A very short time later, my uncle Lloyd Conrad, who was a lease man on a lease somewhere between Arp and Selman City, came by to pick up grandpa, who was a diabetic with other complications, to take him to New London for a doctor's appointment. I wanted to tag along but my uncle said I had to stay and help grandma. I learned later that he had heard about the explosion on the radio and didn't think I should see the carnage. As I recall, we didn't see grandpa or Uncle Lloyd until about noon the next day.

We never talked about the nlse again until one day in 1947 I found a scrapbook in my grandma's bedroom which contained pictures and newspaper articles about the disaster. Then we talked. I've asked everybody in the family if they know anything about that scrapbook but to this day nobody has 'fessed up. Grandma died in 1949 and most of her "treasures" were just thrown away like so much trash. So sad!

I wish I could remember more, but this is about it. Feel free to ask me anything and I'll glean my old grey matter.

I love your Site... Keep up the good work. We need all the historical facts and memories we can muster. Time is flying by and soon we won't have anyone left with first hand information.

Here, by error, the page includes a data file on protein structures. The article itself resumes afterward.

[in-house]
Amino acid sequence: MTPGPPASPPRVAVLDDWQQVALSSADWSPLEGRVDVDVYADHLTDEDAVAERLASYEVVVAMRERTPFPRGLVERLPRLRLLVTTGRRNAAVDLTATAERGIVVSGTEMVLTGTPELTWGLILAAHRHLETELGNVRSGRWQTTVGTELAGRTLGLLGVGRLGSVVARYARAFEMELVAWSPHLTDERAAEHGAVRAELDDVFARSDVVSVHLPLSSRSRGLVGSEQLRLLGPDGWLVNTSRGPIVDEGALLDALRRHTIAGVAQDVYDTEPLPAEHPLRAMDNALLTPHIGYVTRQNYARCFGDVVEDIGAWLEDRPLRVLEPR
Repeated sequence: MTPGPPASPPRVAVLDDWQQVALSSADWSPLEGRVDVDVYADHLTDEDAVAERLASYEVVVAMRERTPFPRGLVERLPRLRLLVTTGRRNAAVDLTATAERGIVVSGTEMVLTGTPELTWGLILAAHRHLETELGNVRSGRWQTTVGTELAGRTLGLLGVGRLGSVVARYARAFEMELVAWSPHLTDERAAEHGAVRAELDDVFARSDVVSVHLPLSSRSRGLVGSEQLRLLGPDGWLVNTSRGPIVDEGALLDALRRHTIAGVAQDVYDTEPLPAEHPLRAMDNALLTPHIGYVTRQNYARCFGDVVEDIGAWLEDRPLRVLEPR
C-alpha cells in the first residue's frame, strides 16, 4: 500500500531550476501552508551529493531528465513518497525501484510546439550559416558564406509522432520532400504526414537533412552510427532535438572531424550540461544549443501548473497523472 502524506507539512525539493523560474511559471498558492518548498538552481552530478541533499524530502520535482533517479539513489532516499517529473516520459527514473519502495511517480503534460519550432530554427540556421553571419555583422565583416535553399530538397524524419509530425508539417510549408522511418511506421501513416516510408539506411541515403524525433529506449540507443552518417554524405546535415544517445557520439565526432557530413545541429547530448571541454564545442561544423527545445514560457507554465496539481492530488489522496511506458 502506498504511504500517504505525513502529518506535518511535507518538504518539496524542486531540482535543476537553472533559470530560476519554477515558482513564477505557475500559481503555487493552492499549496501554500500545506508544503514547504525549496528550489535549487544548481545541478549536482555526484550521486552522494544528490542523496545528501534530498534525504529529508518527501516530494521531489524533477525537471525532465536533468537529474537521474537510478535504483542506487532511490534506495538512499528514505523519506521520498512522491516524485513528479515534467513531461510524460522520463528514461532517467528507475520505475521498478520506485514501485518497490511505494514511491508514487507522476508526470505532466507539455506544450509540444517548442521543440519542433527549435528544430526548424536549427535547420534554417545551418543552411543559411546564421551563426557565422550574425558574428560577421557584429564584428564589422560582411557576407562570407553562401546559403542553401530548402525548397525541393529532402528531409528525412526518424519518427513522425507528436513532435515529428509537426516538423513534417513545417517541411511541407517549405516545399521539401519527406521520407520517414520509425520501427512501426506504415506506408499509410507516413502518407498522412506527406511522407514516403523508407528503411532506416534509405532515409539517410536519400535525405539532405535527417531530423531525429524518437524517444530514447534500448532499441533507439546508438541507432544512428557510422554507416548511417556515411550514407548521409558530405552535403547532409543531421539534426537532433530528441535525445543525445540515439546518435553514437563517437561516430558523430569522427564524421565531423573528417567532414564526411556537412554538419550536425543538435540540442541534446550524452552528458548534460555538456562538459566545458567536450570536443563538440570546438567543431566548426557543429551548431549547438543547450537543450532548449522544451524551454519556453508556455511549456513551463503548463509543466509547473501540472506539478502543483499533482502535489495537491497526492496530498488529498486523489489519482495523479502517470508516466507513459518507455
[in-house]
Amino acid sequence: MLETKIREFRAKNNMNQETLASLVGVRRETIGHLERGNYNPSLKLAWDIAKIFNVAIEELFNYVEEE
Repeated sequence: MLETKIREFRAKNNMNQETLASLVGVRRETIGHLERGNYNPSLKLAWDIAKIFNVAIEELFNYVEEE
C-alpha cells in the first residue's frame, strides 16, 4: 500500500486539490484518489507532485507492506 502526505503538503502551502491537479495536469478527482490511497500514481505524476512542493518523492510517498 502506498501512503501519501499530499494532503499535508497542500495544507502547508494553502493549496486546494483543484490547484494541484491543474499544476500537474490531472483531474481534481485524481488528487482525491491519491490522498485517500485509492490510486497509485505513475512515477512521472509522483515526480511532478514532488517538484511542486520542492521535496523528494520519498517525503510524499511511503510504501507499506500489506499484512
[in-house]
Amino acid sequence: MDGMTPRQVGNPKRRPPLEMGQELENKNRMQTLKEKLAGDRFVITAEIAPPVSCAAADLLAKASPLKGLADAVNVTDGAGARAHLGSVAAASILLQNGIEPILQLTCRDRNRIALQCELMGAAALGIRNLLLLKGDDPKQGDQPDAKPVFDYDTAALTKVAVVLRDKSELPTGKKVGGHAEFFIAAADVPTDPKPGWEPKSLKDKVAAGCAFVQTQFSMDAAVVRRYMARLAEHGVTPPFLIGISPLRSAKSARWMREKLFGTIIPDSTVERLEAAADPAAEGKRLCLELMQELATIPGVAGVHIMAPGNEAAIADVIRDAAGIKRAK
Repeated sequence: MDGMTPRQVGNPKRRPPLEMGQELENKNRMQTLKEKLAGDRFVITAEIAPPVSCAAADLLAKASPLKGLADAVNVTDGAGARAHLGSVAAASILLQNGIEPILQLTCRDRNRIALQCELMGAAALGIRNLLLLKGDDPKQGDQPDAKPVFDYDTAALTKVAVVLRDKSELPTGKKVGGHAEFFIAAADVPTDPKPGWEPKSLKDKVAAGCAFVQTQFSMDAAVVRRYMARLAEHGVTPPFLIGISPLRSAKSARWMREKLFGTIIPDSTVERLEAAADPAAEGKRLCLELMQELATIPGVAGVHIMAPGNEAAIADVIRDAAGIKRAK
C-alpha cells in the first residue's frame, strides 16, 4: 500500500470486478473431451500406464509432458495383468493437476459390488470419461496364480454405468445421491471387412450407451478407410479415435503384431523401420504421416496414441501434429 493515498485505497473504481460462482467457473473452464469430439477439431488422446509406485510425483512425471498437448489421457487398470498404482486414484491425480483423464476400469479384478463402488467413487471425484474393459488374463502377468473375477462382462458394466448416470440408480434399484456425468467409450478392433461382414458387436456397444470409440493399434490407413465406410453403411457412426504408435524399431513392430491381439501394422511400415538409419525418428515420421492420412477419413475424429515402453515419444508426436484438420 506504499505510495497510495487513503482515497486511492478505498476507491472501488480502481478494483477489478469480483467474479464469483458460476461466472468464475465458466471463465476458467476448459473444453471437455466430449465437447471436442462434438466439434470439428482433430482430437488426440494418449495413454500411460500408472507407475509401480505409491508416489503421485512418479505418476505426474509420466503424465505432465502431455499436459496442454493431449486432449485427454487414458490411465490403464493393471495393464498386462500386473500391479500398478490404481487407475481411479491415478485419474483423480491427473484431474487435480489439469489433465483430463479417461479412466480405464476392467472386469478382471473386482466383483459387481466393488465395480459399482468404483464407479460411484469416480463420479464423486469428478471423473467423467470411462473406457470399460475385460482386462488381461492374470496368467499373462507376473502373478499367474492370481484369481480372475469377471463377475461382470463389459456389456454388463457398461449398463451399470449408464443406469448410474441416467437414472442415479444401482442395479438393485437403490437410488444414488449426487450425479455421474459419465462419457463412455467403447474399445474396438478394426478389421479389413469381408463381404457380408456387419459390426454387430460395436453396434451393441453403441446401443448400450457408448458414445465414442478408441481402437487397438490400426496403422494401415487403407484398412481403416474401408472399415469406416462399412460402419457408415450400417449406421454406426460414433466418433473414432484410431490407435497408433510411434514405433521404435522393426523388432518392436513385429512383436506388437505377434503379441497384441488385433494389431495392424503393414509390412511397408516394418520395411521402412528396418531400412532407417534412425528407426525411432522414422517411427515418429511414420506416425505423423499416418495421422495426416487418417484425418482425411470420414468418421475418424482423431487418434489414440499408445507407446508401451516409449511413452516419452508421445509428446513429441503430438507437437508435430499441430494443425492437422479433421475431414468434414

Regards, Hal
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  Doug Gregory from an email  
  I am a high school English teacher in the small rural Alberta town of Stettler. Stettler is a lot like New London; much of its livelihood has come from oil and gas. As well, Stettler has another tie to New London.

My mother, Margaret Evelyn Nelson survived the blast that destroyed the school and took the life of her step-mother Mrs. J. Nelson. And it was her older brother Don, who was supervising his step-mother's class at the time of the explosion.

As a child, growing up in Fort Sill, Oklahoma, I heard a variety of stories about the explosion, and can still remember my mother's tears, when, sometime in the early sixties, a former student made the headlines by confessing to setting the explosion. If I recall, the man was declared mentally unbalanced and the confession was disregarded. Still, the pain and sorrow of that March afternoon was evident in my mother's tears.